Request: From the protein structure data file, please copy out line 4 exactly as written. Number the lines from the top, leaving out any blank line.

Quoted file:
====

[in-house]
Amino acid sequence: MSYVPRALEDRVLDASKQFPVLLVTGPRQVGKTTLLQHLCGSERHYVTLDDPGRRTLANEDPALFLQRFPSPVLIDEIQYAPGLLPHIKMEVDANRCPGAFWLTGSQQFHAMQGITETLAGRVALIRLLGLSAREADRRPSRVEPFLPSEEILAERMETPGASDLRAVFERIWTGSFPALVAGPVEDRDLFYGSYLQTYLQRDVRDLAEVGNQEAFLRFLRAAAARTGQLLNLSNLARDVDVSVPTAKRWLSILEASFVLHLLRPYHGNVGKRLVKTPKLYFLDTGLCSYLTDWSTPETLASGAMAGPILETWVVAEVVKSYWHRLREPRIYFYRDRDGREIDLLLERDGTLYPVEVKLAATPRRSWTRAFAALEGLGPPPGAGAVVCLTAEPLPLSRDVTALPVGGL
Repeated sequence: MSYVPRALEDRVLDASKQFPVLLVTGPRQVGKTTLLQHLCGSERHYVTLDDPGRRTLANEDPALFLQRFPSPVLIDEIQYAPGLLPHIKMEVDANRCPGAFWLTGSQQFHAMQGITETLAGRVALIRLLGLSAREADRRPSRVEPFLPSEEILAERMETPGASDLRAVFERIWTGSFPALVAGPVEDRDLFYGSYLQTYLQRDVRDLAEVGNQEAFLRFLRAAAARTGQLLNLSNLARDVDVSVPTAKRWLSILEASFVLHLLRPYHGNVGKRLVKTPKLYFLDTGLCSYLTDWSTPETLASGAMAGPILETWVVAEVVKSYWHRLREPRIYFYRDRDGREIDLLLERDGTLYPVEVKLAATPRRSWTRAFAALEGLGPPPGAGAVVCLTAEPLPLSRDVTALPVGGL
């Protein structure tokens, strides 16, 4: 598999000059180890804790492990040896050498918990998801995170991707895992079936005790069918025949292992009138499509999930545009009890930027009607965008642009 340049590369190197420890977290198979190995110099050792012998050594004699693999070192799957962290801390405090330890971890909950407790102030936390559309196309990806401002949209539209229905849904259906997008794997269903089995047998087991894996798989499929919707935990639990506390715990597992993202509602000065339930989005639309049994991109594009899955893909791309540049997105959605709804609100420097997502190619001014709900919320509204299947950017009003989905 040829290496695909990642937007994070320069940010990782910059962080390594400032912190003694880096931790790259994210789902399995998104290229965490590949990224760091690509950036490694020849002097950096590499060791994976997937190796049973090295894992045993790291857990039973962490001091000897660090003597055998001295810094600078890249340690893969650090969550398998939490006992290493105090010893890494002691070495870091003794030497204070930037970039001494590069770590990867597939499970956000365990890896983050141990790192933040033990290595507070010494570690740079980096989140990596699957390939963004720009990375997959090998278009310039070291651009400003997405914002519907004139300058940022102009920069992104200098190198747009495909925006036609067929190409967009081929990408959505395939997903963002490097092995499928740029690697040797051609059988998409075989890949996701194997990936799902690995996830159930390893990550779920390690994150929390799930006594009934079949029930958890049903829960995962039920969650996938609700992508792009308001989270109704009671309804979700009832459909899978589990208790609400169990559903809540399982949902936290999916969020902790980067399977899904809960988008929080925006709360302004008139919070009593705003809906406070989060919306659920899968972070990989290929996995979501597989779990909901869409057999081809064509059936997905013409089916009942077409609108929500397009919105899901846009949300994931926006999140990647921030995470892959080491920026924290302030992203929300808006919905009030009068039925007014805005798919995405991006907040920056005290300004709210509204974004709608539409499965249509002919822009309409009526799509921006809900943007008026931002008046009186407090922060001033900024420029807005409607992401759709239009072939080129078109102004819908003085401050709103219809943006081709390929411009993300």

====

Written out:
């Protein structure tokens, strides 16, 4: 598999000059180890804790492990040896050498918990998801995170991707895992079936005790069918025949292992009138499509999930545009009890930027009607965008642009 340049590369190197420890977290198979190995110099050792012998050594004699693999070192799957962290801390405090330890971890909950407790102030936390559309196309990806401002949209539209229905849904259906997008794997269903089995047998087991894996798989499929919707935990639990506390715990597992993202509602000065339930989005639309049994991109594009899955893909791309540049997105959605709804609100420097997502190619001014709900919320509204299947950017009003989905 040829290496695909990642937007994070320069940010990782910059962080390594400032912190003694880096931790790259994210789902399995998104290229965490590949990224760091690509950036490694020849002097950096590499060791994976997937190796049973090295894992045993790291857990039973962490001091000897660090003597055998001295810094600078890249340690893969650090969550398998939490006992290493105090010893890494002691070495870091003794030497204070930037970039001494590069770590990867597939499970956000365990890896983050141990790192933040033990290595507070010494570690740079980096989140990596699957390939963004720009990375997959090998278009310039070291651009400003997405914002519907004139300058940022102009920069992104200098190198747009495909925006036609067929190409967009081929990408959505395939997903963002490097092995499928740029690697040797051609059988998409075989890949996701194997990936799902690995996830159930390893990550779920390690994150929390799930006594009934079949029930958890049903829960995962039920969650996938609700992508792009308001989270109704009671309804979700009832459909899978589990208790609400169990559903809540399982949902936290999916969020902790980067399977899904809960988008929080925006709360302004008139919070009593705003809906406070989060919306659920899968972070990989290929996995979501597989779990909901869409057999081809064509059936997905013409089916009942077409609108929500397009919105899901846009949300994931926006999140990647921030995470892959080491920026924290302030992203929300808006919905009030009068039925007014805005798919995405991006907040920056005290300004709210509204974004709608539409499965249509002919822009309409009526799509921006809900943007008026931002008046009186407090922060001033900024420029807005409607992401759709239009072939080129078109102004819908003085401050709103219809943006081709390929411009993300």